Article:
It is the middle of the week and some of the boys and I have taken advantage of unwanted freedom to grab lunch and share war stories. While we wait for our table we head over to the toy store that is located in the same strip mall. My kids love the place and will be jealous that I got to hang out there while they were in school but that is ok because it is really a place for adults. It is filled with all sorts of toys from our youth that are now considered to be collectibles. Who knew that one day Stretch Armstrong would be worth more than a couple of bucks.
We wander the aisles and make cracks at each other to “keep your hands in your pocket” or “you’ll shoot your eye out.” The few moments that we get to spend inside the store are good because we are not thinking about the nonsense that is making our hair fall out and keeping us awake at night. The experience reminds me a bit of and episode of The Twilight Zone called “Kick The Can” in which residents of an old age home find their own fountain of youth in a kid’s game.
Moments later we wander out of the store into the California sunshine and stand in the parking lot lost in our thoughts and then head back into the restaurant for lunch. The place is packed and I wonder if in some ways this isn’t particularly emblematic of a city like Los Angeles. It is the middle of the day and the majority of the people in there are dressed in jeans, t-shirts and other casual attire. One of my companions is a television writer and I make a crack about this being the hot spot for creating a new reality television show.
He smiles and says that it is entirely possible and I respond by suggesting that we better listen carefully so no one steals our ideas. He gives me a quizzical look and I tell him that I am pissed off with Thomas Edison because I could have invented the light bulb. He says that I am being ridiculous and I agree, but still it is not my fault that Old Man Edison was born 100 years before me. Really, if I had been given a chance I could have invented the light bulb and a bunch of other things. I am tempted to sue his heirs and he asks me if I really want to engage in a nuisance lawsuit. I tell him that I don”t but I like to think that they would give me a million dollars to just go away.
The waiter takes our order and while I wait for my turkey sandwich I down two cups of coffee and talk about getting stiffed by a client. I was hired to do two jobs but only got paid on the first one. They ask me for some more details and we talk about how irritating it is to chase clients for money. One of the guys asks me if I am going to try to take the deadbeat to court and I shake my head no. It is not enough money to warrant that sort of recourse but too much not to be cognizant of not having it. But more than anything else I am irritated by the principle of the manner. You hired me to do a job and I did it.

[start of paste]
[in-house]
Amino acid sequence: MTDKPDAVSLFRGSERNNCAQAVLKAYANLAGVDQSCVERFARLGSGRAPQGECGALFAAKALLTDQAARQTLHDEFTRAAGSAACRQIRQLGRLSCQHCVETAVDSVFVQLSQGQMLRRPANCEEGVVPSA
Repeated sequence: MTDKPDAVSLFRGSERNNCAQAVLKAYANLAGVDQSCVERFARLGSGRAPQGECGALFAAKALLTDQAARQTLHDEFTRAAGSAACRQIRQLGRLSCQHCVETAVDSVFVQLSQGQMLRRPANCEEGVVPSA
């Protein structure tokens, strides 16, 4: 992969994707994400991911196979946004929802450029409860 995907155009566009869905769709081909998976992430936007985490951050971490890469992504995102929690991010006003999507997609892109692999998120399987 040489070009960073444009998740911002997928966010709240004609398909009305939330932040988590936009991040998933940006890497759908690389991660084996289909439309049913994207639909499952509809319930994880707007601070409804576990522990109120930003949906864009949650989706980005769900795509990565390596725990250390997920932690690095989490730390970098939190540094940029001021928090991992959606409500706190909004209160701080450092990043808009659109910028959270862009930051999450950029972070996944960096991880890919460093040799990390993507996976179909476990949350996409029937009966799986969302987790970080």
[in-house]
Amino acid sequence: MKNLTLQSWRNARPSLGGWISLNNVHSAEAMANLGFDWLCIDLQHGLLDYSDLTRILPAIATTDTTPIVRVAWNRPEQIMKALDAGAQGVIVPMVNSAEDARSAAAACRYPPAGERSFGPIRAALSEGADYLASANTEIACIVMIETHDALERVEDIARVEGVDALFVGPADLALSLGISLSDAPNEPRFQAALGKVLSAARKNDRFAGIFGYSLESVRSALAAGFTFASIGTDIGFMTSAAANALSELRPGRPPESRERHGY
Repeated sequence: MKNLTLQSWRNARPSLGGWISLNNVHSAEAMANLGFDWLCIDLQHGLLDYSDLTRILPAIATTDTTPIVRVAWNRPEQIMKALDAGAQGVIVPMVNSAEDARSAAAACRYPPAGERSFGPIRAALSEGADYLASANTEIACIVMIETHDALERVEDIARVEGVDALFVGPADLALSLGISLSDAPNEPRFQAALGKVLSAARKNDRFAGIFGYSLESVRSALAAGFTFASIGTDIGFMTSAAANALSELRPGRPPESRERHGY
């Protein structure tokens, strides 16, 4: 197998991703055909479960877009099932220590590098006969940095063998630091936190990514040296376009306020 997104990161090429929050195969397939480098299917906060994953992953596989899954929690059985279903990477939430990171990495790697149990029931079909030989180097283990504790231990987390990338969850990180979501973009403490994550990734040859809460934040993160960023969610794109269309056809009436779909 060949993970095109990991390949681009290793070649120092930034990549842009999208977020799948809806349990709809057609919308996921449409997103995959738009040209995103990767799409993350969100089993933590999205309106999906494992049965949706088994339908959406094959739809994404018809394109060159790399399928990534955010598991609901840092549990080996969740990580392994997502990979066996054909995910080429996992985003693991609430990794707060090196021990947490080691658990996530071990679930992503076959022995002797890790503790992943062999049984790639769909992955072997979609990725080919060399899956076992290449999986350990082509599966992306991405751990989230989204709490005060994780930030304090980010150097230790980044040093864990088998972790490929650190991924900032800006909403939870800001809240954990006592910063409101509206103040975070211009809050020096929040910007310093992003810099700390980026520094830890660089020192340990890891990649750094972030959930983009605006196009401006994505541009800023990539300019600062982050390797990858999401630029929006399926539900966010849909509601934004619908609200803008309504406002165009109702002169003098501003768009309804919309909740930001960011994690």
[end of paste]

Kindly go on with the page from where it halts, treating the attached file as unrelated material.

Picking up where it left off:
We share more stories and I mention that it seems to me like many companies are trying to get away with free consulting. I explain that in the course of a job search I have noticed that prospective employers are asking for candidates to do more than submit references. They want us provide marketing plans/pieces, ideas for sales collateral and more.
Our attorney friend says that he doesn’t see anything wrong with it because he always offers an initial consultation for his clients. I tell him that it is different because we don’t get to retain the rights to what we submit. If I go that route company XYZ can take my idea and run with it without offering any sort of compensation. In theory I could try to construct things so that they can’t take my ball and run with it but it is not easily done. They aren’t doing this during interviews, instead they are asking for it as part of the screening process for candidates.
I know what I am worth and what sort of benefits a company will gain from hiring me. It is a two way street and I am unwilling to work for free. I don’t apply for positions at companies that ask this of me. The attorney nods his head in agreement and we dig into our food. During the course of the meal other stories are shared and it is clear to all of us that we are still fighting an uphill battle. There are lots of people fighting for jobs and many companies are still using younger and less experienced personnel.
The meal ends and someone says “that this too shall pass” and heads nod in agreement. But hidden in the silence are the questions of “when will it pass” and “how much damage will be sustained while we wait it out.”